When it comes to Korean food, barbecue might be the first thing that comes to mind; but of course, there’s a lot more to it than that! It’s safe to say, though, that all roads lead back to kimchi, widely considered the national dish of Korea. There are more than 200 varieties, but its base ingredient is usually fermented Chinese (“napa”) cabbage leaves; radishes, shrimp, scallions, ginger, garlic, sugar, horseradish, kelp powder, red peppers, or red chili flakes can be added to that. With your meal, also expect rice (also rice wine), noodles (signifying a long and prosperous life), and plenty of spice. This cuisine can best be described as invigorating, adhering to the Korean belief that “food is the best medicine.” Jal meokkesseumnida!
The word “Ssam” means “wrapped.” It usually denotes meat or a filling wrapped in leafy vegetables or greens. You can prepare the Korean BBQ sauce, kimchied salsa, and nuoc cham (for the kimchied salsa) ahead of time.
Combine the brown sugar, water, and soy sauce. Whisk until the sugar is dissolved. Put the mixture into a blender or food processor with the onion, pears, kiwi, garlic, and ginger. Blend. Add the sesame oil and blend until fully combined.
Combine all ingredients in a medium bowl; stir until the brown sugar dissolves.
Put cucumbers and onion in a large bowl. Pour the marinade over them, then add sesame oil and Korean chili flakes.
Pour the Korean BBQ sauce into a gallon plastic sealable bag, add the skirt steak and let it marinate for at least 4 hours, but preferably overnight. Preheat the grill with the lid closed for 10 minutes, or until it reaches 350 degrees F.
Heat the grill to medium‐hot. Drain the excess marinade. Cook the steak for 3 minutes on each side, then remove it from the grill and let it rest for 5 minutes. Slice the meat against the grain. I like to serve grilled meats with lettuce cups and herbs. It’s so refreshing and tasty, and the crisp lettuce and herbs help cut the richness of the meat.
To serve, add sliced skirt steak on top of sesame leaf, add kimchied salsa and a little dot of ssamjang.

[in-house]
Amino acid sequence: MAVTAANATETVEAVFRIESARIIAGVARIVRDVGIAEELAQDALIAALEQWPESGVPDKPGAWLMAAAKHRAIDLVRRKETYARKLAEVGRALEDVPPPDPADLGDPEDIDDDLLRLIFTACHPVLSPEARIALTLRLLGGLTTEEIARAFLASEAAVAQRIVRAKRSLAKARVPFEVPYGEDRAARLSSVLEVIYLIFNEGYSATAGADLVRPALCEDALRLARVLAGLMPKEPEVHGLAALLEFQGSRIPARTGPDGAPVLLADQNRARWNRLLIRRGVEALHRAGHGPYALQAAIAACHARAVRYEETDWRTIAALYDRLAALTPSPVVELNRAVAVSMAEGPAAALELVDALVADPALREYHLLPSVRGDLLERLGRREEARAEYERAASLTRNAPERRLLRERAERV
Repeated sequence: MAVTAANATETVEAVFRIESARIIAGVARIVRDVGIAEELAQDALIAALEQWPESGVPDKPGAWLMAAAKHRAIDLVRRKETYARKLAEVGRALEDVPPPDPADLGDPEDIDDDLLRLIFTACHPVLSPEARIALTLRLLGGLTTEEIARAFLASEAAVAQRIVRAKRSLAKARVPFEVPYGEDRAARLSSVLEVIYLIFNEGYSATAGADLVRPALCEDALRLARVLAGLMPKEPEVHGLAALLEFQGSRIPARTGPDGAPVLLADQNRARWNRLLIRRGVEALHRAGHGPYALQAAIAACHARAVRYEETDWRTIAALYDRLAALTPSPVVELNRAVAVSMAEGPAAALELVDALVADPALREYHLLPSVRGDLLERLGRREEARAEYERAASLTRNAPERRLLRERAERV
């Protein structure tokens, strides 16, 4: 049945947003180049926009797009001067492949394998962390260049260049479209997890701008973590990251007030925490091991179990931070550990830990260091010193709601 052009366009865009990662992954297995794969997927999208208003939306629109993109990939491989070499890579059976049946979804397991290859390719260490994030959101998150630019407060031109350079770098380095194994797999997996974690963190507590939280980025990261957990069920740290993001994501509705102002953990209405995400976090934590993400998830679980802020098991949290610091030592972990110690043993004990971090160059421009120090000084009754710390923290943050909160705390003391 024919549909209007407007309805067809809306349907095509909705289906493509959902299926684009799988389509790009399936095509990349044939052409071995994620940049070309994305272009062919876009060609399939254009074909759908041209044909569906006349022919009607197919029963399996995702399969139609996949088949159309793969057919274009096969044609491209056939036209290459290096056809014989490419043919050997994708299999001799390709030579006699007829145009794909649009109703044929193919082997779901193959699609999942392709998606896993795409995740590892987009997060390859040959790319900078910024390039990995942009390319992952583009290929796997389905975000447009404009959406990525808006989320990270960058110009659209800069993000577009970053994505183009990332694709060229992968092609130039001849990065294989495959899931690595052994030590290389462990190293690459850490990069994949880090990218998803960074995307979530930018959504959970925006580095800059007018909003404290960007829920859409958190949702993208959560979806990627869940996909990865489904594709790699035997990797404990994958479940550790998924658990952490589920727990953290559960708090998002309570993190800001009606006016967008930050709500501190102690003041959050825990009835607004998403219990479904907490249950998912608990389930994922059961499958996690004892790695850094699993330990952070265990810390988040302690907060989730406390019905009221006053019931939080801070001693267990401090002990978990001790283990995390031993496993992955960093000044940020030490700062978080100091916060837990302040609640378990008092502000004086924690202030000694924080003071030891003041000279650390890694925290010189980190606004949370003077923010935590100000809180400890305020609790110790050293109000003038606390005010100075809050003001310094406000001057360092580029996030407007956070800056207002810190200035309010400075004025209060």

Eat like a taco.
Japchae is a form of glass noodle made from sweet potato starch. As such, it is gluten-free. It can be eaten at any temperature: cold, room temperature, hot. You can garnish this dish with nori powder.
In a large pot bring water to boil. Boil noodles for 8-10 minutes. Drain and mix with 1 tbsp of sesame oil. Put aside.
Mix all the dressing ingredients in a bowl with a whisk and put aside for later.
Prep all vegetables: julienne carrots and onions; slice scallions in slivers; slice king trumpet mushrooms; mince shallots and garlic. Blanch spinach. Shock in ice water, squeeze out excess water, and chop.
Make a thin omelet with the 2 eggs (do not salt) and slice into ribbons.
In a hot pan, sear the scallops with the butter and put aside.
In a hot wok, add oil and stir fry all vegetables individually to ensure proper caramelization. Season each vegetable with a sprinkle of salt.
To serve, toss vegetables, omelet ribbons, scallops, and noodles with dressing.
You can prepare the ice cream and the apple chips ahead of time. Prepare the apple confit last, as it should be warm when served. When assembling, make sure that the ice cream is cold enough that it won’t melt right away on the warm apple, but tempered enough that you can quickly scoop it.